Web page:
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Open Source as a catalyst for Digital by Default. Public Sector ICT.

Open Source as a catalyst for Digital by Default. Public Sector ICT from James Governor


Yesterday I participated in a really interesting workshop run by Software AG for public sector organisations seeking to modernise their IT infrastructures and approaches. I presented on the role of open source in government, particularly its role in modernising the culture.  Open source should not be seen as a goal in itself, but as a means to end. The end, in the UK at least, being Digital by Default, as defined by the talented folks over at Government Digital Service (GDS). One of the unalloyed successes of the current UK government has been its strongly activist stance to improve public sector IT, in order to reduce transaction costs and improve services to citizens. Or put another way – how to stop wasting billions of pounds a year on IT projects that completely fail to deliver on their objectives. Well done Cabinet Office!  But the Cabinet Office can only really lead by example  - the ministries themselves need to implement the changes.

The session was excellent, although it confirmed that massive outsourcing contracts really are the biggest problem when it comes to wasting taxpayer money on IT, and many of them are not up for renewal for some time.


Anyway I just wanted to highlight the suggestions on my wrap up slide

Digital by Default > Open Source (open source is a means)
Service Design > Open Source (service design and the user story trump everything)
Open Source != Non-Commercial (open source doesn’t mean you don’t have a throat to choke)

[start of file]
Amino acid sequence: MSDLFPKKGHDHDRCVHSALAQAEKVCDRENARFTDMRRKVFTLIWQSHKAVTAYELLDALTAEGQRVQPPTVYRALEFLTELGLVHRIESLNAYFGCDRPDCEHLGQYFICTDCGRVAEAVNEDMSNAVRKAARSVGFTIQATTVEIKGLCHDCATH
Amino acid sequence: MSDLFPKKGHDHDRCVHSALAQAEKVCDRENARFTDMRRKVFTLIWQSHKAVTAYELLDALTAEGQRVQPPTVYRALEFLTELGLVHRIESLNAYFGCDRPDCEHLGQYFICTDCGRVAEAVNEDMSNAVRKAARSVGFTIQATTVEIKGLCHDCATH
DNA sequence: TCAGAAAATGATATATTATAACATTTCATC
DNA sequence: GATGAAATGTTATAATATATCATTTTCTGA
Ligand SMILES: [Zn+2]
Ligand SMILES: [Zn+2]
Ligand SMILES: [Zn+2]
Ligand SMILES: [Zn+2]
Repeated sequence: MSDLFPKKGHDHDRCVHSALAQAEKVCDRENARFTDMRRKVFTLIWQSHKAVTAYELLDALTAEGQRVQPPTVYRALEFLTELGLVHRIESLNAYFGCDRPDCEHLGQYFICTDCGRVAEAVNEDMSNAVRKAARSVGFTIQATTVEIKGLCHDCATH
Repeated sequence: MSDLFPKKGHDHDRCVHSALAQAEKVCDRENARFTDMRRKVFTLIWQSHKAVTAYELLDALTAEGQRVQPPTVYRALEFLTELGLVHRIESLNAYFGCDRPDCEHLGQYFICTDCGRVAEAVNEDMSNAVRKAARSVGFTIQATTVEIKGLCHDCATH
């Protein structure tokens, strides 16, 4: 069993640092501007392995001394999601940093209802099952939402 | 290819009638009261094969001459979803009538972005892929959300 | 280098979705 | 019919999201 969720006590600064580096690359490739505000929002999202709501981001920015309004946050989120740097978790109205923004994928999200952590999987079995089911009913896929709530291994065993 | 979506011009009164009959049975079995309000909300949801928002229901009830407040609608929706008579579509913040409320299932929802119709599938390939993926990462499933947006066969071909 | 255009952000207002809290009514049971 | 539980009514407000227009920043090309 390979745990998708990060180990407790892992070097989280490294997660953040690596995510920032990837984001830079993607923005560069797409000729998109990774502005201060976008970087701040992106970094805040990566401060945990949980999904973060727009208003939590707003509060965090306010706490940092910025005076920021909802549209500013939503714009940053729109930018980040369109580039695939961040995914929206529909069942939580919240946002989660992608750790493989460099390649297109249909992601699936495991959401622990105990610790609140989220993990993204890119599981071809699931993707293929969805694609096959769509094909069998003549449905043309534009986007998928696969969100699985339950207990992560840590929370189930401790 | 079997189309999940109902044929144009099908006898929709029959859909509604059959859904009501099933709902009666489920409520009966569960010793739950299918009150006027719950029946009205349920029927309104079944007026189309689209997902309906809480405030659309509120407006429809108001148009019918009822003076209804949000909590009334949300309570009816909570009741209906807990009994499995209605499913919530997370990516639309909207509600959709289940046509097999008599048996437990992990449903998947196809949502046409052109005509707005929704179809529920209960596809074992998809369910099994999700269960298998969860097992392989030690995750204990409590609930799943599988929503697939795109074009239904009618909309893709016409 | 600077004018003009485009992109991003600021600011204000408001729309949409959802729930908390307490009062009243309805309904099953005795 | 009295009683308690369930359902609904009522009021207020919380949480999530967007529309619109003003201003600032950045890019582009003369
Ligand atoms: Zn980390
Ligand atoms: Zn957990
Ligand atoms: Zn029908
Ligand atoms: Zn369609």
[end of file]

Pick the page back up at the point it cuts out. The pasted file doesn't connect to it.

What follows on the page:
Open Source != Open Standards (this confusion has been around since I joined the industry, and it’s still just as unhelpful)
Open Data (how to win friends and influence people)
New approaches to governance for IP, contract, supplier, project and portfolio management (open source does change everything)
Use Open Source to change the culture/as an organisational principle (see above)
Successful Open Source requires a technical competence (GDS is a great example. you can’t leave IT to procurement and legal people)
Impact on application development
agile, continuous deployment, microservices/APIs, TDD, DevOps, NoSQL, UX (cloud/web/doing things better)
Learn and Borrow from the Web – code, events, publications, tools
Software License fees are fair game, claim the rebate (don’t allow SIs to replace proprietary software with open source and not pass on the savings)
Build, Deploy, Iterate – quick wins. Try before you buy. (join the maker movement, it will turn you into a more effective purchaser)

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5 Responses

  1. You missed out the assumption that open source is always cheaper – it is not. There are a lot of hidden costs that IT is very bad at accounting for, it is not all about licence costs – they just unfortunately are rather easily visible…